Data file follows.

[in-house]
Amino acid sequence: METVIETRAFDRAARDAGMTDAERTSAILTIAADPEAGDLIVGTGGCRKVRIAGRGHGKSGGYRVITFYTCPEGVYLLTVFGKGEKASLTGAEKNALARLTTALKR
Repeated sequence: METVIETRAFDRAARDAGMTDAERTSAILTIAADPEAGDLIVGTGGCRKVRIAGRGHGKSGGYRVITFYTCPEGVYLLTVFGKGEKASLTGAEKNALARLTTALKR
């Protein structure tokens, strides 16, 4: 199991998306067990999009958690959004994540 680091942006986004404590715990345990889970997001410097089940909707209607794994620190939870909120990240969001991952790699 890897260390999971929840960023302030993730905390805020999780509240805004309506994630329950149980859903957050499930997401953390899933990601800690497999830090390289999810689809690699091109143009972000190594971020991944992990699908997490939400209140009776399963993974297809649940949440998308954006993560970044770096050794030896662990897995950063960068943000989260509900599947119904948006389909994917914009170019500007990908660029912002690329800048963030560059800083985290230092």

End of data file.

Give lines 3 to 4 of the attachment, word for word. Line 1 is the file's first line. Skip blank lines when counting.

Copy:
Repeated sequence: METVIETRAFDRAARDAGMTDAERTSAILTIAADPEAGDLIVGTGGCRKVRIAGRGHGKSGGYRVITFYTCPEGVYLLTVFGKGEKASLTGAEKNALARLTTALKR
């Protein structure tokens, strides 16, 4: 199991998306067990999009958690959004994540 680091942006986004404590715990345990889970997001410097089940909707209607794994620190939870909120990240969001991952790699 890897260390999971929840960023302030993730905390805020999780509240805004309506994630329950149980859903957050499930997401953390899933990601800690497999830090390289999810689809690699091109143009972000190594971020991944992990699908997490939400209140009776399963993974297809649940949440998308954006993560970044770096050794030896662990897995950063960068943000989260509900599947119904948006389909994917914009170019500007990908660029912002690329800048963030560059800083985290230092």